DonTaye Johnson was well on his way to putting up PlayStation numbers. In just three games last year the 6-foot-2, 220-pound do-everything junior from St. John's Catholic Prep had piled up 600 all-purpose yards, scored five touchdowns, recorded over 20 tackles and intercepted a pass. All-Conference honors were a given; an All-State mention was certainly on the radar.
"He could do everything," said St. John's senior receiver DeShawn Weaver. "He was a deep threat, he could run the ball and he could play great defense. He was an important part of what we did."
But then it ended. All of it. With one single blow.
In the second quarter against Boys' Latin, Johnson was lined up in the slot. He ran a 15-yard seam route and made a nifty one-handed snag on an overthrown pass. But when he planted his left foot and tried to cut his knee suddenly gave out. Johnson collapsed while the defense piled on.
"I didn't know what happened," Johnson said. "My knee didn't really hurt, even after I was tackled. I thought I just twisted it. I got up and walked off the field. I was going to ice it and come right back in."
After icing his knee, Johnson tried to run on the sideline. But he managed just a few weak limps. Sensing something was seriously wrong, the St. John's staff told him to go to the hospital for X-rays.
The diagnosis? A torn anterior cruciate ligament. Johnson's promising season was instantly over.
"It was one of those freak injuries you hear about; the same thing happened to two of my basketball guys," said St. John's coach John Ricca. "After the X-rays came back I kept hoping it was a misdiagnosis. But, sure enough, it was a torn ACL."
With Johnson out, St. John's promptly suffered a lopsided 54-6 defeat the very next week. They would win only twice in the final seven games, including just one victory in the conference.
Their prolific offense, which was averaging over 40 points per game, scored more than 40 just once the rest of the way. (And that outburst came against an inferior C-Conference opponent.)
"After he tore his ACL our whole game plan changed," Weaver said. "Teams started to focus on me and Lamont [Wims] instead of all three of us. It was harder to get open."
Granted, the Vikings could still put up some points without Johnson. But the team certainly felt his loss, especially on defense where they struggled mightily. They surrendered 32 points per game in the last seven contests.
"It's not hard to figure out," Ricca said. "If you have three special players on offense it's harder to stop then two. You can double-team two guys, but you can't really double-team three. We didn't have another receiver of his quality to replace him, but he was also arguably one of our two most valuable players on defense. And he returned punts, too. It was a big loss for us."
The Vikings were certainly feeling the pain, but not as much as Johnson. With the support of his teammates, friends and family, he tried to keep a positive attitude. But immobilizing a three-sport athlete who's a born competitor isn't exactly easy on the psyche.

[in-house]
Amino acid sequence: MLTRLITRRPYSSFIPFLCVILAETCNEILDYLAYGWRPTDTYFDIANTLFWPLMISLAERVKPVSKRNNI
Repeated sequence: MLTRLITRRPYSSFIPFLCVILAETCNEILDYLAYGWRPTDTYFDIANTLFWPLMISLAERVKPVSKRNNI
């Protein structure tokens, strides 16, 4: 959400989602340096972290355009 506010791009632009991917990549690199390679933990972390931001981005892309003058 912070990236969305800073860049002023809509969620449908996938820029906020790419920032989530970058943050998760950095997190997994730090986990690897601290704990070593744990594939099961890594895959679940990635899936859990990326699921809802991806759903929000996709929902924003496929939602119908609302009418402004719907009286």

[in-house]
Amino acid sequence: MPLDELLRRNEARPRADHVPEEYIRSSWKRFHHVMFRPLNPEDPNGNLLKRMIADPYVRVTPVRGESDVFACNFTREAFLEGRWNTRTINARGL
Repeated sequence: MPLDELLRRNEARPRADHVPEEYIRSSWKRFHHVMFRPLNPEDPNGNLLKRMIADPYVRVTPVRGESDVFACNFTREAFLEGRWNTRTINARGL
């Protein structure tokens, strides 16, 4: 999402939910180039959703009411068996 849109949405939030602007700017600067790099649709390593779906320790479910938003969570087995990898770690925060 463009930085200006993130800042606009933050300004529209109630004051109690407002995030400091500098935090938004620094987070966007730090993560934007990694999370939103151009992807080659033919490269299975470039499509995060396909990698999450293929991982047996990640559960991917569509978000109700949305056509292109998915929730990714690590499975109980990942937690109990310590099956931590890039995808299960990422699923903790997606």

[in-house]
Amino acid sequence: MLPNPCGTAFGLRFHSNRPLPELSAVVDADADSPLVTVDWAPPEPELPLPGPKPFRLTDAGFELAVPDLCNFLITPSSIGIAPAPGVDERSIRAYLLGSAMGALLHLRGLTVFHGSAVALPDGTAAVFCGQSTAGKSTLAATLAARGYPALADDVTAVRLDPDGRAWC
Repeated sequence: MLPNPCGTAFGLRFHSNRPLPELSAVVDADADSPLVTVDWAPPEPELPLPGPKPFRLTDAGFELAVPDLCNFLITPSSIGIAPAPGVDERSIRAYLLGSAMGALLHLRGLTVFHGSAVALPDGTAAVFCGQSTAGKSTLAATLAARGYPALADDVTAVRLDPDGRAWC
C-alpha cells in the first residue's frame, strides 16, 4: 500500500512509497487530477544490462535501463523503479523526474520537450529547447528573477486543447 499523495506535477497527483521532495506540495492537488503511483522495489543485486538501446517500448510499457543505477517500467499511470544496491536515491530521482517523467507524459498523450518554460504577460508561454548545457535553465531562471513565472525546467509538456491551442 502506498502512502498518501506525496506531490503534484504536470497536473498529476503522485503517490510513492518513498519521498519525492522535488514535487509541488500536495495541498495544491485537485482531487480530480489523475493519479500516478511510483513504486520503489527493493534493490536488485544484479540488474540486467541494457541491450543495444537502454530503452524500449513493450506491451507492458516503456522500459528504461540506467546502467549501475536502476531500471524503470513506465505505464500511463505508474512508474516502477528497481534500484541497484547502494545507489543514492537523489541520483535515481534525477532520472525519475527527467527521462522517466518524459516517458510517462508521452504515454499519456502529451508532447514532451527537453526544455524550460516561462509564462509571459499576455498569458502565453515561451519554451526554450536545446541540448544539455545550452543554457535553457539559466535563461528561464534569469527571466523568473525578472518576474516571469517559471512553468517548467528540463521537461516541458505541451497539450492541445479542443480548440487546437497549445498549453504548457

"I was frustrated because I couldn't play football or basketball," Johnson said. "But I kept telling myself that God had a plan for me. I said to myself, 'There's nothing you can do. Just take it day by day and get ready for next season.'"
After a few days of downtime Johnson began the long, arduous rehab process. Day after day for the next six months he worked with physical therapists on lifting weights and training with medicine balls. Eventually he began running hills and performing simple agility drills that tested the knee's sturdiness.
"It was really tough," Johnson said. "They pushed me real hard to get back to 100 percent. But it paid off a lot."
Maybe so, but Johnson won't know if he's truly 100 percent until he straps on the pads. He still hasn't tested his cutting and acceleration on a football field. And he most definitely has not been hit by a 220-pound linebacker.
"I'm not na?," Ricca said. "I know that some guys come back and are as good as new. Others struggle with it and are never the same. We just hope he'll be fine, but time will tell."
The injury could potentially derail a promising football career that had "Division-I scholarship" written all over it. Johnson was on varsity from Day One his freshman year and became a starter before the season ended. In his sophomore year he racked up over 800 yards and eight touchdowns to go along with 87 tackles and a pick on defense. Not to mention he was already 6-1, 210 pounds, a college body among skinny high schoolers.
"He did not look like an underclassman at all," Weaver said. "He looked like a senior, almost like he already belonged in college."
Scouts thought so, too. They began contacting Johnson the summer before his junior season. The talk only intensified after he dominated the first three games last year.
"His potential is that of a Division-I kid," Ricca said. "He just looks like a football player. He's 6-2, 220 with a sub-4.6 40 [yard dash] and can play anywhere on the field. Who wouldn't want him?"
But then came the injury. On cue, the interest tapered off considerably. While many of the top prospects were showing off for recruiters and earning early offers, Johnson was stuck rehabbing his knee.
He has thus far been unable to attend any major combines or junior days. Which means his Division-I college career will likely hinge on his senior season.
"It is what it is," Johnson said. "There's nothing I can do about it. But I'm really not that worried. I know I'm going to come back stronger and better then before. I know I'm still one of the top [recruits] out there, and I'm determined to prove myself next year."